LOS ANGELS: Palestinian-American model Bella Hadid reminded people that all oppression deserves the same level of backlash.
“Injustice anywhere is a threat to justice everywhere,” the model captioned a screenshot of a note she posted on her Instagram.
"Question yourself, question how quietly you moved around other injustices, the footprint we leave here will be the clearest one we've left in a long time," the model said talking about the impact we have. "If this is your first time realising a war in some years, you're not of the world." She said war, along with the position we take during it, is forever.
Hadid said we should always speak up when we feel encouraged to, but she believes the most transformative speech comes from discomfort, "when air has to break to make room for your voice." The model said that if the American president is defending a liberation movement, there's no risk in joining that defence. "There's little glory in joining a war monger to point at another war monger."
She talked about Ukraine saying "nothing should undermine the magnitude of their suffering, of the violence against them" but it's not just about justice, it's also about who is at the receiving end of injustice. She highlighted that "the way we've failed to uphold it elsewhere dictates this. Our lack of tools here is a result of our neglect elsewhere."
Hadid said that the language we use to define oppression "cannot favour one victim over another." She picked on a point that's been circulating on social media ever since the conflict in Ukraine started — how many such conflicts have been ongoing for decades in Muslim nations but they get no attention. "How many Muslim nations aflame? Invasions by the west, merciless drone strikes, executions, internment camps in China? How much of Palestine, how little of Palestine left?" the model asked.
Last month, CBS News senior correspondent in Kyiv Charlie D’Agata made a very problematic comment regarding the conflict in Ukraine as opposed to those in third world countries. “This isn’t a place, with all due respect, like Iraq or Afghanistan that has seen conflict raging for decades. This is a relatively civilised, relatively European — I have to choose those words carefully, too — city where you wouldn’t expect that, or hope that it’s going to happen.”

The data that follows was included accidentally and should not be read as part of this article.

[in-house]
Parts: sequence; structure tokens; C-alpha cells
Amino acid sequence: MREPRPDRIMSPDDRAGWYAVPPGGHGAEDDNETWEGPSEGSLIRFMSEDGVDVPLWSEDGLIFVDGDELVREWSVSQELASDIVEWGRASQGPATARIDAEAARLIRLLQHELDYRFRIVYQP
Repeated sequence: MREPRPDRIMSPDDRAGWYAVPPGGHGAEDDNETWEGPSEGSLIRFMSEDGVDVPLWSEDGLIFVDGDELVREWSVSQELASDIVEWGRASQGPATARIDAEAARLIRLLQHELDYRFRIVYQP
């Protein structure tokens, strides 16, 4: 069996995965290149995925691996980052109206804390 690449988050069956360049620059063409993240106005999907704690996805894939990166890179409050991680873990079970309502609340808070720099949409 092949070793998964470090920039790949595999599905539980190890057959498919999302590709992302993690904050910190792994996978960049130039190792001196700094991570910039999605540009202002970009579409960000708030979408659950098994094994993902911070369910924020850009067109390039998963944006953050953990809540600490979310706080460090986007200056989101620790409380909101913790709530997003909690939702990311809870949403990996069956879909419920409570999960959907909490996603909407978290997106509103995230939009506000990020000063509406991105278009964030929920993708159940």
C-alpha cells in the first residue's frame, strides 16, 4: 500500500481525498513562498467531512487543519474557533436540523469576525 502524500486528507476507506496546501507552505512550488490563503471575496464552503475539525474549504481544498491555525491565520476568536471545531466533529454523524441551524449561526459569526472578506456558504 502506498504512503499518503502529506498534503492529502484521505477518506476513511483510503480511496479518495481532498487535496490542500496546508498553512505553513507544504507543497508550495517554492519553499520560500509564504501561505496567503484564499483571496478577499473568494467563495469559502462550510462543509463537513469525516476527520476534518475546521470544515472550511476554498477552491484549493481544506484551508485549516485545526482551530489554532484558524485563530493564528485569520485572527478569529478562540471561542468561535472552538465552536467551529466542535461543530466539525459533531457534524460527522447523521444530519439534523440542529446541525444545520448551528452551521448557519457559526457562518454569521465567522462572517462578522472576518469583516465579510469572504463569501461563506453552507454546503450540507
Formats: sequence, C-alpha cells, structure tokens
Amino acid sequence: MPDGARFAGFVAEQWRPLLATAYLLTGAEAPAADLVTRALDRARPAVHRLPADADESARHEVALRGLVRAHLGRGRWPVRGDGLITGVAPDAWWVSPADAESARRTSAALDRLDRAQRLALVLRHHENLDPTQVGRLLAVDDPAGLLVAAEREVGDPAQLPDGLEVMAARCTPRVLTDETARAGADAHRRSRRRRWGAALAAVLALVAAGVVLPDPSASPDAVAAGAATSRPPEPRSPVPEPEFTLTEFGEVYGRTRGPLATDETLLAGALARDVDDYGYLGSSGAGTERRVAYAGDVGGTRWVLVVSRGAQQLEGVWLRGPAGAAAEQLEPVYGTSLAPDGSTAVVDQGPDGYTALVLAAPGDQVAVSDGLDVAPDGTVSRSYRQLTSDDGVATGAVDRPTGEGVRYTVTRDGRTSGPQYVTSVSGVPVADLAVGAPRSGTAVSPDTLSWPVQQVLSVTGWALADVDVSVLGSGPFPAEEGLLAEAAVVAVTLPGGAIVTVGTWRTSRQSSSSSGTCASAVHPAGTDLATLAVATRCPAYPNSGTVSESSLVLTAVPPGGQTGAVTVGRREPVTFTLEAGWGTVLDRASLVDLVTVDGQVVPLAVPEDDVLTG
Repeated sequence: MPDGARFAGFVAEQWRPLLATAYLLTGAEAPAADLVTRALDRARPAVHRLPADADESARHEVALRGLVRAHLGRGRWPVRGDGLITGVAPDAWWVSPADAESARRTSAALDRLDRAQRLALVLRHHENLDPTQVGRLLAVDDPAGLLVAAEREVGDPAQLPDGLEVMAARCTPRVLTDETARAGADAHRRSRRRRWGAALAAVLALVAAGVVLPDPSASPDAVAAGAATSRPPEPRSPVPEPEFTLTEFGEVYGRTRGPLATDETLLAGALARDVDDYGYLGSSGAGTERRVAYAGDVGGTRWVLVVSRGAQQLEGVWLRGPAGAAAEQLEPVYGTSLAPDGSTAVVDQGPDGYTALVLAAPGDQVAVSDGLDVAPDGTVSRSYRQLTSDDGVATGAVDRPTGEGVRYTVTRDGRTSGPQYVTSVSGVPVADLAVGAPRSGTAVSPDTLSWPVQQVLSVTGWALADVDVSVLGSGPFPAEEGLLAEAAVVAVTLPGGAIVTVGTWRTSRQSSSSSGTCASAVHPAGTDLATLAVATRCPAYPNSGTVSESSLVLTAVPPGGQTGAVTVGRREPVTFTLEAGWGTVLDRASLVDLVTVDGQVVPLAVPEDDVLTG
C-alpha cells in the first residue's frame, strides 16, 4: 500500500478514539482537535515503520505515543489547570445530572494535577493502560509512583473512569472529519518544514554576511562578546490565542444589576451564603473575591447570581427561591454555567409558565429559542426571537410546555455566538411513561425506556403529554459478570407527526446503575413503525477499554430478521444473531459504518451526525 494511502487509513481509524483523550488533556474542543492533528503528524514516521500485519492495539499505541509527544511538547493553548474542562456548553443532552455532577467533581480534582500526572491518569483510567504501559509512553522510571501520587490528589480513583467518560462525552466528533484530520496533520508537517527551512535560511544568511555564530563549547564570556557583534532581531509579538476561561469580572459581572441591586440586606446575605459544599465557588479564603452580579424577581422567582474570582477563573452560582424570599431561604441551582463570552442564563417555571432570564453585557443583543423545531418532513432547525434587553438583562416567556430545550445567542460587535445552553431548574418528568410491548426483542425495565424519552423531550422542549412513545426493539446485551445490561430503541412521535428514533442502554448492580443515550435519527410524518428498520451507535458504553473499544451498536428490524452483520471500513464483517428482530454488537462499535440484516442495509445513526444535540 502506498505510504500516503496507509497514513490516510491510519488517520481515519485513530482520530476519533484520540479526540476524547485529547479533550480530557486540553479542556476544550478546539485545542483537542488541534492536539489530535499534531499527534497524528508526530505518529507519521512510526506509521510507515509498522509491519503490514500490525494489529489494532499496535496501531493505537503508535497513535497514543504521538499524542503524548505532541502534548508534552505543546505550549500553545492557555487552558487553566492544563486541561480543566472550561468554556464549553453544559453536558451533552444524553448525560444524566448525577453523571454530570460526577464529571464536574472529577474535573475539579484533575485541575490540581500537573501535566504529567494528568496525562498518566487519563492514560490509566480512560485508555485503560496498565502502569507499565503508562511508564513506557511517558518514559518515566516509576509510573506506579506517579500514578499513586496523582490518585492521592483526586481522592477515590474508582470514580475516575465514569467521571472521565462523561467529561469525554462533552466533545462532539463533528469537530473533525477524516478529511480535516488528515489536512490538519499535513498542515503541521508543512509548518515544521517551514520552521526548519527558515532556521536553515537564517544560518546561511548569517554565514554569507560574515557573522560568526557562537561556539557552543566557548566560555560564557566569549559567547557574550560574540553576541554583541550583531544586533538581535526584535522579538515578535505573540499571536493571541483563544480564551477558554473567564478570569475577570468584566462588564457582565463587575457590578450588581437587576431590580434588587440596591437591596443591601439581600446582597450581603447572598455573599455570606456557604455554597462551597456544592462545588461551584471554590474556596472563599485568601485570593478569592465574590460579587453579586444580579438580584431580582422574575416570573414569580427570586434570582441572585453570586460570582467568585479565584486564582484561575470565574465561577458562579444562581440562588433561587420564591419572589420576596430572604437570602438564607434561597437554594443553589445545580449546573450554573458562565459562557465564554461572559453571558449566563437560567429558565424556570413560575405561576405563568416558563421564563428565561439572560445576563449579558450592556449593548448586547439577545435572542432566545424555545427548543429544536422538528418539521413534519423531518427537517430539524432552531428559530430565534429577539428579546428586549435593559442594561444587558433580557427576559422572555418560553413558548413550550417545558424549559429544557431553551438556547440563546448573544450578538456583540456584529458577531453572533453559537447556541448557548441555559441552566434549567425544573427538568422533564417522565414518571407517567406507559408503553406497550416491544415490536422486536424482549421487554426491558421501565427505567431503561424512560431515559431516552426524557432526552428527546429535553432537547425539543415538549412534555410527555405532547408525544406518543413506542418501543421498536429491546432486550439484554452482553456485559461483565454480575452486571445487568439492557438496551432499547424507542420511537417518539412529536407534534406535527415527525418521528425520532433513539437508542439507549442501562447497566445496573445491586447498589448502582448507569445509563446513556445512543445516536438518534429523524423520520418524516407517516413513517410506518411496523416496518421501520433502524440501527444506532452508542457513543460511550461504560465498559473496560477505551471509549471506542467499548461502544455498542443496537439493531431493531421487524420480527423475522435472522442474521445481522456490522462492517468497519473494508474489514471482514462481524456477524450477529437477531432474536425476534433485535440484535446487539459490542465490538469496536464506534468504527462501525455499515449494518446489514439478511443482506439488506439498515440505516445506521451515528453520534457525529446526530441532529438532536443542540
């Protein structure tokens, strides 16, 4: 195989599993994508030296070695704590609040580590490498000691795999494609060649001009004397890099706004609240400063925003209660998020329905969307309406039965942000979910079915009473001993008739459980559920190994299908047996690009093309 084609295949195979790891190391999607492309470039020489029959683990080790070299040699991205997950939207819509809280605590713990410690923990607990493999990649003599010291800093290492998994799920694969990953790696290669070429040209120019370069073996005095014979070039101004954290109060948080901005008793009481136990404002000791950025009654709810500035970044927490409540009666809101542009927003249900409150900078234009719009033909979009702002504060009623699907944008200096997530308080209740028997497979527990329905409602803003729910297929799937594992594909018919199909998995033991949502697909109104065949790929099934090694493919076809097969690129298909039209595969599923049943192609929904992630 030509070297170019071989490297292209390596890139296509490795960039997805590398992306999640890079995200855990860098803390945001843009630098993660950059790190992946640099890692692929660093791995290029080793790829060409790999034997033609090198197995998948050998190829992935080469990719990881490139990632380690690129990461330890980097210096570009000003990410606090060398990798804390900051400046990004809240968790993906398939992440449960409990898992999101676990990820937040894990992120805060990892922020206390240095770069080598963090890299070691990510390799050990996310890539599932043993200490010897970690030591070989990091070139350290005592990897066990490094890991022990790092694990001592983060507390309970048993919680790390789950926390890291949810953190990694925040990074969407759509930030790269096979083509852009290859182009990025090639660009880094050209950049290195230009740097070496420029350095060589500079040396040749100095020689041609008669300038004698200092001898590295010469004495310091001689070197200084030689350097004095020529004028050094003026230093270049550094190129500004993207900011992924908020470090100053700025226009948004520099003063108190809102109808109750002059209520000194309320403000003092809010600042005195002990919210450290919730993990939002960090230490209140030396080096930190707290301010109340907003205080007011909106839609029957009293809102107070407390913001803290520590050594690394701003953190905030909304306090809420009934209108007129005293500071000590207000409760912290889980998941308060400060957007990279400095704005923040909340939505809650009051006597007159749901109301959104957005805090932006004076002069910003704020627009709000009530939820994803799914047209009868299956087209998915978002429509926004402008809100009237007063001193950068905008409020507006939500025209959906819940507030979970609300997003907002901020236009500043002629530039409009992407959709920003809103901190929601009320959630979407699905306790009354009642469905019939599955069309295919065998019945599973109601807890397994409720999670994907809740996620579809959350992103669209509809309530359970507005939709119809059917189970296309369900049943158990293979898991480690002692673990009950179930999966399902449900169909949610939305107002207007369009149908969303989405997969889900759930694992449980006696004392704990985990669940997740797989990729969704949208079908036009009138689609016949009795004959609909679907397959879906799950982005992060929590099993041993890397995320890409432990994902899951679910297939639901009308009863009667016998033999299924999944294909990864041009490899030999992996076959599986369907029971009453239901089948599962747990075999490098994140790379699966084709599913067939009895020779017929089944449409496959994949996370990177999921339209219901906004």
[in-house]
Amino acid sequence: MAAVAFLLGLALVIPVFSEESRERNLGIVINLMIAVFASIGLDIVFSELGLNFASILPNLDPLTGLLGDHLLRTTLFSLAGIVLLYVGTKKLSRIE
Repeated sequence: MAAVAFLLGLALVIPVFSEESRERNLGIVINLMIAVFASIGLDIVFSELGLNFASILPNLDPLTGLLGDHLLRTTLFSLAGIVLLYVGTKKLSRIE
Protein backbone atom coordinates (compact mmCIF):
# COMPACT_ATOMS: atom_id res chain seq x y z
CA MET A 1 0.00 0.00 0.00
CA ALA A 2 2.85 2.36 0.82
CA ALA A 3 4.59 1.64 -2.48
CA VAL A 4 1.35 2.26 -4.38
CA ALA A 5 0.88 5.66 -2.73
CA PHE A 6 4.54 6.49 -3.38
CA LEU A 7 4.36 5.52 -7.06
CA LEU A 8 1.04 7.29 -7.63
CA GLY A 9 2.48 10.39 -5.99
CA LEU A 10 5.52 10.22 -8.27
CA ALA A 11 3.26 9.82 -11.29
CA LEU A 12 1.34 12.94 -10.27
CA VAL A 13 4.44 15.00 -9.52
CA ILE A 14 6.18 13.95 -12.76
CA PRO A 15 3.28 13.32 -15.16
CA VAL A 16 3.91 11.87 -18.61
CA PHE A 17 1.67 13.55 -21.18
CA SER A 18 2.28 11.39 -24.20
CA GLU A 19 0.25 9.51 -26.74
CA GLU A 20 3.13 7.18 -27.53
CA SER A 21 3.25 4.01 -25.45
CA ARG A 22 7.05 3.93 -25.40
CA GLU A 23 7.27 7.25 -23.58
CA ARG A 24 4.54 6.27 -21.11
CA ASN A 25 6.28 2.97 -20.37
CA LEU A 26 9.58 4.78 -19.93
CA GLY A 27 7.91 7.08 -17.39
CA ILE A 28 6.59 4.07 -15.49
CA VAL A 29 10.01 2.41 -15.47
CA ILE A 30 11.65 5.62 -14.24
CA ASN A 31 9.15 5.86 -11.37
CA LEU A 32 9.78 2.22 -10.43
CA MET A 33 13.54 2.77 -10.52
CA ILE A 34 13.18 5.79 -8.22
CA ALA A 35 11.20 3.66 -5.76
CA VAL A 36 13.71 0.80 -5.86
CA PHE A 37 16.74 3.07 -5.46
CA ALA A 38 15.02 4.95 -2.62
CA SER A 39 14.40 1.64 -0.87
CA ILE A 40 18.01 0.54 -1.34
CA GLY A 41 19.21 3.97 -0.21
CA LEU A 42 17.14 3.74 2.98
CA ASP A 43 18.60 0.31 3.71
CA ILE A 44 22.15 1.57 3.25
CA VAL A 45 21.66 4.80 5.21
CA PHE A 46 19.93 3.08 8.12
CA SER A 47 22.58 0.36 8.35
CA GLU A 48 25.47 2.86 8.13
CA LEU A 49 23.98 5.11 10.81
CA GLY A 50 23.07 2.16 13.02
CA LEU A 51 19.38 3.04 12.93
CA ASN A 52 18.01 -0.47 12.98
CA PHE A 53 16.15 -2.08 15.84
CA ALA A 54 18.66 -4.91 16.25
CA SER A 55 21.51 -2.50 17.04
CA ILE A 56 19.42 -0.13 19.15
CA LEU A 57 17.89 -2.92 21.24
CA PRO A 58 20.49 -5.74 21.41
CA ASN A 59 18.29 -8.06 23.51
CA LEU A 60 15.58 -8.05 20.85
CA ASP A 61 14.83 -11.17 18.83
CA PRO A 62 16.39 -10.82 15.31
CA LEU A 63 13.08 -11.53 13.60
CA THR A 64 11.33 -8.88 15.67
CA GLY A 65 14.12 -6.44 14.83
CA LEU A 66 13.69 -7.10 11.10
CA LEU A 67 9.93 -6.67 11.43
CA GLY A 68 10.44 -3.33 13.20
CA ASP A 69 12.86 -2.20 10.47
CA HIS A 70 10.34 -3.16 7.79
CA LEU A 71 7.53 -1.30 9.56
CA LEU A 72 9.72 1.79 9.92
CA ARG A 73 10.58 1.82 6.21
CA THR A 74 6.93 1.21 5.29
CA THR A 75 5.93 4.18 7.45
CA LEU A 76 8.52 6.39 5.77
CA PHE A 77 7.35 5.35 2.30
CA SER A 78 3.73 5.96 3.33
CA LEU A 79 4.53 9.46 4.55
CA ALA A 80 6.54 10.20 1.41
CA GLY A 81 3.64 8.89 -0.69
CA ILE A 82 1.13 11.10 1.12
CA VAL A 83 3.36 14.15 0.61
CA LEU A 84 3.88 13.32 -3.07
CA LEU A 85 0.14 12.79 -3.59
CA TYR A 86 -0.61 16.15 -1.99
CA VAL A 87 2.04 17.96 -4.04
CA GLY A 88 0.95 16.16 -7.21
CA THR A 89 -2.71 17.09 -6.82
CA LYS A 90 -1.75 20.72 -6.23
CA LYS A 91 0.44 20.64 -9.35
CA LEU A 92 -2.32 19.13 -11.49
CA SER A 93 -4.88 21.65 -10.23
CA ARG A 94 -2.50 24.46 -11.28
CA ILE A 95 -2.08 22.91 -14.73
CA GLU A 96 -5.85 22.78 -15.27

D’Agata's comments were met with backlash online after his statement went viral — racking up more than 1.5 million views on Twitter — and were swiftly condemned as racist and historically inaccurate. This led to him issuing an apology on the broadcaster’s streaming network on Feb 26. “I spoke in a way I regret, and for that I’m sorry,” he said, adding that he was trying to convey that Ukraine hasn’t seen “this scale of war” in recent years, unlike other countries.
Racist comments like this are exactly what the model was referring to — if the world starts categorising injustice according to how "developed" the country is, it is not about injustice at all, it becomes a political decision where it's about helping someone who can help you in return. It should be about helping the oppressed and fighting injustice of any kind.
Hadid recently spoke up against the discrimination against hijab wearing Muslims amidst the hijab bans in countries like India and France, urging governments to stop dictating women's choices and what they can wear.
Hadid said in 2017 that she identifies as a "proud Muslim" and made sure to stand up for her "Muslim sisters." She has been very vocal about Islamophobia and the rights of Palestinians as well. She and her sister Gigi posted about Palestinian oppression and condemned silence on attacks in Palestine.